I really do like this piece compared to the rest due to the differentiation between the pressures of the charcoal for different areas, such as the dark and heaviness around the back of the neck (the place of most shadow) and then the delicate whisps of shadow to show the underlying ribcage. Whilst very neutral in its place in time, I think the gold really sets the piece in the here and now due to there being a real demand for the marble effect and the gold touches in respect of today’s fashion and interior design preferences, which I think is actually rather clever of the artist. Whilst my tutor has advised me against using colour, I wonder whether this would work should I try it since the artist has only used the one hue? It is also interesting that Grossman chose to combine the softness of the charcoal with the solid colouring of the gold.
I also came across a video showing the gradual change in perception of the perfect form:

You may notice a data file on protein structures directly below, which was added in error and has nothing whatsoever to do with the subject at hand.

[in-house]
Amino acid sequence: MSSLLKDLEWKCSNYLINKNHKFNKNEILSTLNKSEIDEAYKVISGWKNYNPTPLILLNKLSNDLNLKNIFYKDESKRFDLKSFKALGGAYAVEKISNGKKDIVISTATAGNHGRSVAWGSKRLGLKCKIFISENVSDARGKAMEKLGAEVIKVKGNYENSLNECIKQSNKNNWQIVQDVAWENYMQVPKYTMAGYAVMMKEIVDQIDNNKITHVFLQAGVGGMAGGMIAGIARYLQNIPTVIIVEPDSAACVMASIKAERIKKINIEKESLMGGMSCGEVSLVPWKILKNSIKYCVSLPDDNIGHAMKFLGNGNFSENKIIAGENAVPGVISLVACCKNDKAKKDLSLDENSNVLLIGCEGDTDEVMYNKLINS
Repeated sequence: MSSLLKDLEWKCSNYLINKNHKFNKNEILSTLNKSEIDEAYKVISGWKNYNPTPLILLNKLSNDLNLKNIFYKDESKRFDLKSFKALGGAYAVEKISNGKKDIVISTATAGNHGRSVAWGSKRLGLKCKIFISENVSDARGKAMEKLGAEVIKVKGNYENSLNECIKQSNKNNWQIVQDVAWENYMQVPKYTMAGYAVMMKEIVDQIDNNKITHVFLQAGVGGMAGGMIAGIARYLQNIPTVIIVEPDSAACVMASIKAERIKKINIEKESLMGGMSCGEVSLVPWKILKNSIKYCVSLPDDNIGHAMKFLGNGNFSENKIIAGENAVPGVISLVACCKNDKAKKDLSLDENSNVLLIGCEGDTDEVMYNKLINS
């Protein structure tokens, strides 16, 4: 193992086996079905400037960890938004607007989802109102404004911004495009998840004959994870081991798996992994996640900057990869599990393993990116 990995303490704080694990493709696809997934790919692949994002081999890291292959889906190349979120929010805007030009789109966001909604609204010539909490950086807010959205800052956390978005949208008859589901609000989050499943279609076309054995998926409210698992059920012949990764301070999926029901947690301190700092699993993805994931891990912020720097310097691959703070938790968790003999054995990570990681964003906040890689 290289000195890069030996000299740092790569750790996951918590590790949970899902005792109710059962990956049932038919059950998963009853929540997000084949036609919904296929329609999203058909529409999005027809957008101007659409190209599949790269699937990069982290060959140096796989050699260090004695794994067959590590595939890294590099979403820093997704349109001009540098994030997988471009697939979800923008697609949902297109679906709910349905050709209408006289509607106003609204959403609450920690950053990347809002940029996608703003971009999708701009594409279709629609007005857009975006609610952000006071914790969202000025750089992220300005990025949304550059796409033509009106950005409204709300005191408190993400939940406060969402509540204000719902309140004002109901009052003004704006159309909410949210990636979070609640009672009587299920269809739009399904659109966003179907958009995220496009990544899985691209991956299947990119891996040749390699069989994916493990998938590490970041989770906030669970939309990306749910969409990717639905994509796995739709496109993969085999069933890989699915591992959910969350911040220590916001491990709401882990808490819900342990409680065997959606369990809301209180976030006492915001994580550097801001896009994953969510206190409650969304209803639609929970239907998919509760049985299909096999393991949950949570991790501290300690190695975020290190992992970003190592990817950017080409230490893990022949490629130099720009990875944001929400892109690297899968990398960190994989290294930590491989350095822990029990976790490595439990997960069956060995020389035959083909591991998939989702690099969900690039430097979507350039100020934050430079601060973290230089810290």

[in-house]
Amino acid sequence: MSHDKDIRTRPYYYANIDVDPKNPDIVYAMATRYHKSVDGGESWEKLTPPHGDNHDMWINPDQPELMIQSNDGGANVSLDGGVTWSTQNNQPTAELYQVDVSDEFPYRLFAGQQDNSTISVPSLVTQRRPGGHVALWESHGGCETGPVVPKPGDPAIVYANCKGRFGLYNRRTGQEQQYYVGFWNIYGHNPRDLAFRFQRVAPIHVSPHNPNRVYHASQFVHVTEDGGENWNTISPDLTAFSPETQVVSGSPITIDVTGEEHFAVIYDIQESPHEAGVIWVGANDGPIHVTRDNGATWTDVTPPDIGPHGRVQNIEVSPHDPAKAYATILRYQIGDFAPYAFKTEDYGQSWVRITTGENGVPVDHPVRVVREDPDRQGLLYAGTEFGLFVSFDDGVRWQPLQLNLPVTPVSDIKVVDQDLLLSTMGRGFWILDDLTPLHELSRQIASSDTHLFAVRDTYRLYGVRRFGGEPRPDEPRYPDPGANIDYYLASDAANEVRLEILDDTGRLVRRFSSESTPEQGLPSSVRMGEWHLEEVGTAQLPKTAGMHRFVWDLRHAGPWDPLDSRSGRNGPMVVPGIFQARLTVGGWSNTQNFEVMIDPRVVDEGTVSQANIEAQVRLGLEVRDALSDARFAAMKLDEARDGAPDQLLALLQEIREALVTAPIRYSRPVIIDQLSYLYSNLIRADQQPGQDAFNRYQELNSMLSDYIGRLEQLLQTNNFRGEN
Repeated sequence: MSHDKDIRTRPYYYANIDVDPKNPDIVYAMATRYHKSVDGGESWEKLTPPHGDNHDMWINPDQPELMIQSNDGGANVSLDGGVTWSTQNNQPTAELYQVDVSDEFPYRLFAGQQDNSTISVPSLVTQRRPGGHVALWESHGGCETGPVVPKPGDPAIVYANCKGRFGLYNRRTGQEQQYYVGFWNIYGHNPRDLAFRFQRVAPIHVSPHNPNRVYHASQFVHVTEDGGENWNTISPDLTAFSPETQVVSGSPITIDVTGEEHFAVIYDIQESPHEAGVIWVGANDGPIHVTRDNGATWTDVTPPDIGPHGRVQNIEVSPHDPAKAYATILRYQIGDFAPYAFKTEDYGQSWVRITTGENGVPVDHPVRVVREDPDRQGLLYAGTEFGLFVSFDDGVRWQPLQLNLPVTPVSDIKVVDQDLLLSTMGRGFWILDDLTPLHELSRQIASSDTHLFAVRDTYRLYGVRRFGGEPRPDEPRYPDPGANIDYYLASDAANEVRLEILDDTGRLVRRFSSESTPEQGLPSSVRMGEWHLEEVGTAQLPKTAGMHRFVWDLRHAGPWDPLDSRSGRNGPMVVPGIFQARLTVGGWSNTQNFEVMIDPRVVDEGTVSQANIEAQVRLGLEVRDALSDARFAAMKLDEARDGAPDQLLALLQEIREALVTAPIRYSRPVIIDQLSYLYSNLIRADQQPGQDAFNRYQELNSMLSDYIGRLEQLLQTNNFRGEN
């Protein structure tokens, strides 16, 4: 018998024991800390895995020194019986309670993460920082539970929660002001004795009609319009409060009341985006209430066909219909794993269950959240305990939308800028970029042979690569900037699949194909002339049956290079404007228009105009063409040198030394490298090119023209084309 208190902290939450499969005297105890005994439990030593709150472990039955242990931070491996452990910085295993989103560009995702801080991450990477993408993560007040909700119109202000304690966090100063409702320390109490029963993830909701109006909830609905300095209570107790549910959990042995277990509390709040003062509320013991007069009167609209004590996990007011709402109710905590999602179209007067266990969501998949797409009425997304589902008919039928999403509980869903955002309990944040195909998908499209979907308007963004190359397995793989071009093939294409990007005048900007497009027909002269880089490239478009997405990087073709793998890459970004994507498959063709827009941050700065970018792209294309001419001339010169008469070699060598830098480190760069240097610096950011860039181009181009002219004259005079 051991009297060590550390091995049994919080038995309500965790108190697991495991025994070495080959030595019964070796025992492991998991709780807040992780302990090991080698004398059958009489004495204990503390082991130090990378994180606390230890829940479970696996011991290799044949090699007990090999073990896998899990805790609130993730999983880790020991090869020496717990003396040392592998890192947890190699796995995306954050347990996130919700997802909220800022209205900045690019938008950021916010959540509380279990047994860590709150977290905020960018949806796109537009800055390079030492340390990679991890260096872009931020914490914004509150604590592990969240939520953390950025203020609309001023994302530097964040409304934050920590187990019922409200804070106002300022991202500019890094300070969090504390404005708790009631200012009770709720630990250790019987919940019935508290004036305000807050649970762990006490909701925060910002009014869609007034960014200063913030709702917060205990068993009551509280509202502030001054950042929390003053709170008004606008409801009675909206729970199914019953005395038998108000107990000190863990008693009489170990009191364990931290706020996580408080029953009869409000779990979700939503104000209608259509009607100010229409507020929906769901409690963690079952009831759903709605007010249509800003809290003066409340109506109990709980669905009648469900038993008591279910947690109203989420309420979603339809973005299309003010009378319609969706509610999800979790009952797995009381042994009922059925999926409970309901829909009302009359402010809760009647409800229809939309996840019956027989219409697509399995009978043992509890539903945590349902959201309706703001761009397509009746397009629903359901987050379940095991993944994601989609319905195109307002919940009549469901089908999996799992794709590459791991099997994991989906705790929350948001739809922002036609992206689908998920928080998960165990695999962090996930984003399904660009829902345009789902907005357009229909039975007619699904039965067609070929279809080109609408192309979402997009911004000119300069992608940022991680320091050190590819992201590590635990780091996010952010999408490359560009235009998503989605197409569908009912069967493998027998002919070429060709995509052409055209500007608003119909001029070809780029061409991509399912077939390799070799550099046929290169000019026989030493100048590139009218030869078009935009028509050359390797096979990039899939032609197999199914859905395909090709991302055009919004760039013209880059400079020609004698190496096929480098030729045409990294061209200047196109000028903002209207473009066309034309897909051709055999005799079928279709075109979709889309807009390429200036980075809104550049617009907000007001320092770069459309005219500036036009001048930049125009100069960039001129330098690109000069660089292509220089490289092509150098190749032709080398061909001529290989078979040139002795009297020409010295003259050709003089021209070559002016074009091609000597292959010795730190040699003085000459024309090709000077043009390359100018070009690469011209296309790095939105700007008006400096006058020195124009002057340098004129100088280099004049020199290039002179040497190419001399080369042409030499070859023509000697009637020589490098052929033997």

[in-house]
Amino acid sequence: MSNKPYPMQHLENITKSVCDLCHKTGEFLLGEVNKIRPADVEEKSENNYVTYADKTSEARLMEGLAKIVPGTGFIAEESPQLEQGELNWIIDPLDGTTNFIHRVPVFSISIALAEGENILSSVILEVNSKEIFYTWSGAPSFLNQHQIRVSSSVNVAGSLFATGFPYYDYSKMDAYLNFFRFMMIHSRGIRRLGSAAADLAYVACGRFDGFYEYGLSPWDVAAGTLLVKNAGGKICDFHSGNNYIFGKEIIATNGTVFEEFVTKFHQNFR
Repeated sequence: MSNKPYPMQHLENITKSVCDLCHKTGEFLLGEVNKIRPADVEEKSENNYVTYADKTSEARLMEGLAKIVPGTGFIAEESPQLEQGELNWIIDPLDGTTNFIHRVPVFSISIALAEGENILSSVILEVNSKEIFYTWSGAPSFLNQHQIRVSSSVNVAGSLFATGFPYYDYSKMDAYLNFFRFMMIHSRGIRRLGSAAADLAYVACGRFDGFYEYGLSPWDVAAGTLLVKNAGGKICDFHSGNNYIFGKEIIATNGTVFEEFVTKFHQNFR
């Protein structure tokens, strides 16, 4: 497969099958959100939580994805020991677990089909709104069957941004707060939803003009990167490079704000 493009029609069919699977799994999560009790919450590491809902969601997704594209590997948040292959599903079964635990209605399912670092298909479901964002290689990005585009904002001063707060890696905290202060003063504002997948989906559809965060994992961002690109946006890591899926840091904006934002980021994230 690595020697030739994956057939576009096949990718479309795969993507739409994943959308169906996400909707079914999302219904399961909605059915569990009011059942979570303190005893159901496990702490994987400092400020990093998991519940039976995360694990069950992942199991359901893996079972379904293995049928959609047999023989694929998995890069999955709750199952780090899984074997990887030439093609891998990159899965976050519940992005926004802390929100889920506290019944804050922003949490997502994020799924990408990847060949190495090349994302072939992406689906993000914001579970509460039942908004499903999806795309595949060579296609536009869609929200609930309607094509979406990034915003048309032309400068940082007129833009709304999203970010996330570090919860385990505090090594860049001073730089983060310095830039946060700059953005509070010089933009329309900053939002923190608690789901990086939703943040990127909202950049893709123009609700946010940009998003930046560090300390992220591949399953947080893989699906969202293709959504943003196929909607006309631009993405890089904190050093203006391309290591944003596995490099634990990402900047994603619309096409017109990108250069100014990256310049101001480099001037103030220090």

I am really intrigued by the fact that the female form has been much more scrutinised throughout history than the male form; the female, I feel, has had to adapt to suit the times and the desires of the male throughout history, whereas the male has almost always been seen to be ‘beautiful’ when muscled and chiseled.
Looking at the pieces I have chosen to include in this research, I admit I found it rather difficult to find hardly any works from earlier times which matched my style of working; the figures were generally in colour and almost precise in detail. Besides the piece I found by Rembrandt, there does not appear to be much in a similar approach to this from these times. AS we move forward in time to the 20th Century, however, it becomes more apparent that artists were now not so focussed on the realistic aspect of their pieces, as opposed to a more expressive approach, as shown in Modigliani’s piece above. This piece is still rather reserved with having a main outline of the general shape of the body and, again, using rather traditional colourings, however, when we look at the piece created by Grossman, the lines are much more expressive and better suited to my style of working.